Amino acids act to regulate multiple processes related to gene expression, including modulation of the function of the proteins that mediate messenger RNA (mRNA) translation. By modulating the function of translation initiation and elongation factors, amino acids regulate the translation of mRNA on a global scale and also act to cause preferential changes in the translation of mRNAs encoding particular proteins or families of proteins. However, amino acids do not directly regulate the function of translation initiation and elongation factors, but instead modulate signaling through pathways traditionally considered to be solely involved in mediating the action of hormones. The best-characterized example of amino acid-induced regulation of a signal transduction pathway is one involving a protein kinase referred to as the mammalian target of rapamycin (mTOR), through which the branched-chain amino acids, particularly leucine, act to modulate the function of proteins engaged in both global mRNA translation and the selection of specific mRNAs for translation. Less understood at this point in time is evidence suggesting that amino acids also act to regulate mRNA translation through mTOR-independent mechanisms. The goal of the present review is to briefly summarize studies, primarily those performed in the laboratories of the authors, that focus on the role of the branched-chain amino acids in the regulation of mRNA translation in skeletal muscle.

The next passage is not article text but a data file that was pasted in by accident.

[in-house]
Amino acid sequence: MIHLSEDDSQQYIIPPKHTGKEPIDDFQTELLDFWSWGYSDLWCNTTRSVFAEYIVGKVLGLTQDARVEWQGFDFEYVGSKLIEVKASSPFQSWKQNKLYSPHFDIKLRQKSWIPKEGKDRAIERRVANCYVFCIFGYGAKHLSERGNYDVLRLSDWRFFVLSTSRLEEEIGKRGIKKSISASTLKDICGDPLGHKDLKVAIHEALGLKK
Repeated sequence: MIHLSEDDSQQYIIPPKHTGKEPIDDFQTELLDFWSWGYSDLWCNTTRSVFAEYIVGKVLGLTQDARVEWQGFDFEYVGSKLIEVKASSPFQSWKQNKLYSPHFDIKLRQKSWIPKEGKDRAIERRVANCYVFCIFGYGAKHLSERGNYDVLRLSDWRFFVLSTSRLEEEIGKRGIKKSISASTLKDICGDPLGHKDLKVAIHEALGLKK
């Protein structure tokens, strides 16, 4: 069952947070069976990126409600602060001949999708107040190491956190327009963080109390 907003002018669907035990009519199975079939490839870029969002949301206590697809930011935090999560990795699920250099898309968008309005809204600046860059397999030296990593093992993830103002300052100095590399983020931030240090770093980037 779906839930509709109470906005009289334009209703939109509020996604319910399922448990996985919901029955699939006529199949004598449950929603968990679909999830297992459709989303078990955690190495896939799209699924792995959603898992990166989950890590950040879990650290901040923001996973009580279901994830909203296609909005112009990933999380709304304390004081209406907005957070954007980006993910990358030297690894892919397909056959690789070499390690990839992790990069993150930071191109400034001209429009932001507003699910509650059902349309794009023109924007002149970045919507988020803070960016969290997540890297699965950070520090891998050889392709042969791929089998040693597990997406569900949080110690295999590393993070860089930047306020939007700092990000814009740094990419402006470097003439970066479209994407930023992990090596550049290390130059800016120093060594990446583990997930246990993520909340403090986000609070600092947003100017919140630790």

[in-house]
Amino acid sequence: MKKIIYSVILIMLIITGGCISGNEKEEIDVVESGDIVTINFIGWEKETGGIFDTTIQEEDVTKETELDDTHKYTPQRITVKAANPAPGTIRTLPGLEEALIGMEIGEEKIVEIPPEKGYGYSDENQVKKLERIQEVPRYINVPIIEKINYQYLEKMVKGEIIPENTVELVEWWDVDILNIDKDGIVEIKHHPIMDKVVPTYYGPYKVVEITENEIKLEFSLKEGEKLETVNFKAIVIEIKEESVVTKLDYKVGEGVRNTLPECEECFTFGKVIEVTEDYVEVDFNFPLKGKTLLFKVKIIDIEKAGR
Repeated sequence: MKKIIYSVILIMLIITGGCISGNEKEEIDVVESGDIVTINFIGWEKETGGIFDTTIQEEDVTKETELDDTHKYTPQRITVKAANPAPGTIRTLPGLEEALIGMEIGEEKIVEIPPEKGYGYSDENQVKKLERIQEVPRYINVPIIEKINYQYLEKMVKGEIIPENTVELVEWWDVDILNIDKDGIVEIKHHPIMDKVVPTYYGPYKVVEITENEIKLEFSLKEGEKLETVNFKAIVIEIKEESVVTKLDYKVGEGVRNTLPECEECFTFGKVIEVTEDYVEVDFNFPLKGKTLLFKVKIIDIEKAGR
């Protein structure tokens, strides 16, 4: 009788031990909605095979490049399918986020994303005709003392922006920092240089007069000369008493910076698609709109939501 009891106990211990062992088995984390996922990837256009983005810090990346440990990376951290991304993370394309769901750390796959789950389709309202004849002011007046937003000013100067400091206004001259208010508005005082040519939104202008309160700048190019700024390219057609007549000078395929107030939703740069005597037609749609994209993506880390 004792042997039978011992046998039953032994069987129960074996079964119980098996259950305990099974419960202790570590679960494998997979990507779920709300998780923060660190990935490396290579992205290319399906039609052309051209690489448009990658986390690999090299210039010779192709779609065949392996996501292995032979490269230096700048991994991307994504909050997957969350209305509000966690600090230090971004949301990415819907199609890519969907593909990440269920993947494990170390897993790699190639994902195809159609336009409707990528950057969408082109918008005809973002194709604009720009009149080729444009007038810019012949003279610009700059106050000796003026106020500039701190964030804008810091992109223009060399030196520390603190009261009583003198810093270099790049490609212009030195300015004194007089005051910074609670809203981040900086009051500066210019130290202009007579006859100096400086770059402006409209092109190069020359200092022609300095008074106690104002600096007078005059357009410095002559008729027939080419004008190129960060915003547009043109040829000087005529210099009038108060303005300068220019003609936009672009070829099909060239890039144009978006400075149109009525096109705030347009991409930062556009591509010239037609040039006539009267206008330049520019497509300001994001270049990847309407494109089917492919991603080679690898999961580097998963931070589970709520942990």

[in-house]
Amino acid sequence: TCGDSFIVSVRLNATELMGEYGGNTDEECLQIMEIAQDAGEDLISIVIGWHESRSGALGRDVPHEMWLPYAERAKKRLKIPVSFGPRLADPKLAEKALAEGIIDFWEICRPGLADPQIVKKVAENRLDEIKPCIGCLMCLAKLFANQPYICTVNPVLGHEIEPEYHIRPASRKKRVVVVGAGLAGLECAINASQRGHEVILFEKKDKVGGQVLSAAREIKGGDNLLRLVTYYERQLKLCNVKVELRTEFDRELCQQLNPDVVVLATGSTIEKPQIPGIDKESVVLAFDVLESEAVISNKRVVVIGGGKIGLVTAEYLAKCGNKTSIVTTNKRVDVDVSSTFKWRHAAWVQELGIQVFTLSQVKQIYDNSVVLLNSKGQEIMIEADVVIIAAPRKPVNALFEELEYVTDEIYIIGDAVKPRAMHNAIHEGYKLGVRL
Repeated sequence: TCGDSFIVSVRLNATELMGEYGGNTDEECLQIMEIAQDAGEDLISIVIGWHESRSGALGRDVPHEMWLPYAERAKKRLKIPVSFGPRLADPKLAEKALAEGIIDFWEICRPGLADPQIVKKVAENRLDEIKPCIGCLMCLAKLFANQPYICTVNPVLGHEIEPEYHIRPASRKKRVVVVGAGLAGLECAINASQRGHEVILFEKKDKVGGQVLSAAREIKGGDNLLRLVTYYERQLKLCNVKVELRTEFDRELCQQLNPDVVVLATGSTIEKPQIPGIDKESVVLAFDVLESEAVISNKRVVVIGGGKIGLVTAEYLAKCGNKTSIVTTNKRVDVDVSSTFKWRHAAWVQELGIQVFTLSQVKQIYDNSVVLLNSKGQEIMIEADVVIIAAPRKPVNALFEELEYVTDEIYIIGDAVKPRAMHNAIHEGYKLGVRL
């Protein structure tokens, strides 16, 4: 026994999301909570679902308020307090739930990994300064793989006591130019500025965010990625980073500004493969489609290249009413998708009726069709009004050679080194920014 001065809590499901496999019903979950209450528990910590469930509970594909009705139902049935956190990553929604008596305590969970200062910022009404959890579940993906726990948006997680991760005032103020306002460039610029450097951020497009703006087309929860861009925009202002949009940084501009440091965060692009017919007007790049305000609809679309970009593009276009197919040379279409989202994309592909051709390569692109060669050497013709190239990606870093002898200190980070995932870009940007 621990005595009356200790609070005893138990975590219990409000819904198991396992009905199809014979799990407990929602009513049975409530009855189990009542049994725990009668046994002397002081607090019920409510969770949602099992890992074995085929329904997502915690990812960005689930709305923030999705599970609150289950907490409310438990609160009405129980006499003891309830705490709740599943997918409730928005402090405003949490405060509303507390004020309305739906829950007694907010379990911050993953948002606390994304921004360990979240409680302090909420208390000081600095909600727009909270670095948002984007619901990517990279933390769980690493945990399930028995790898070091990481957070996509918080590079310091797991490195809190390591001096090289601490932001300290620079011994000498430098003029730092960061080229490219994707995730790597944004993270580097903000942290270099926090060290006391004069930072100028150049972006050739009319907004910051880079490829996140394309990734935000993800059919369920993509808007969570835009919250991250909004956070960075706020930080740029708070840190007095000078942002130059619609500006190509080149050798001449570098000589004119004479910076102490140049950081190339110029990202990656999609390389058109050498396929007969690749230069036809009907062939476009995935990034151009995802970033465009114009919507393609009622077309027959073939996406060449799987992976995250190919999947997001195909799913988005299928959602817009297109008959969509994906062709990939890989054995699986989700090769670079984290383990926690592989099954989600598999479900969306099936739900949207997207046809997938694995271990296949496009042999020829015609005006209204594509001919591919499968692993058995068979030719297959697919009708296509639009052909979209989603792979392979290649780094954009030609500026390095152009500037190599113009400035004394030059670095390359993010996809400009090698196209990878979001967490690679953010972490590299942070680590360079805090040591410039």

|Original language||English (US)|
|Journal||American Journal of Clinical Nutrition|
|State||Published - Feb 1 2006|
All Science Journal Classification (ASJC) codes
- Medicine (miscellaneous)
- Nutrition and Dietetics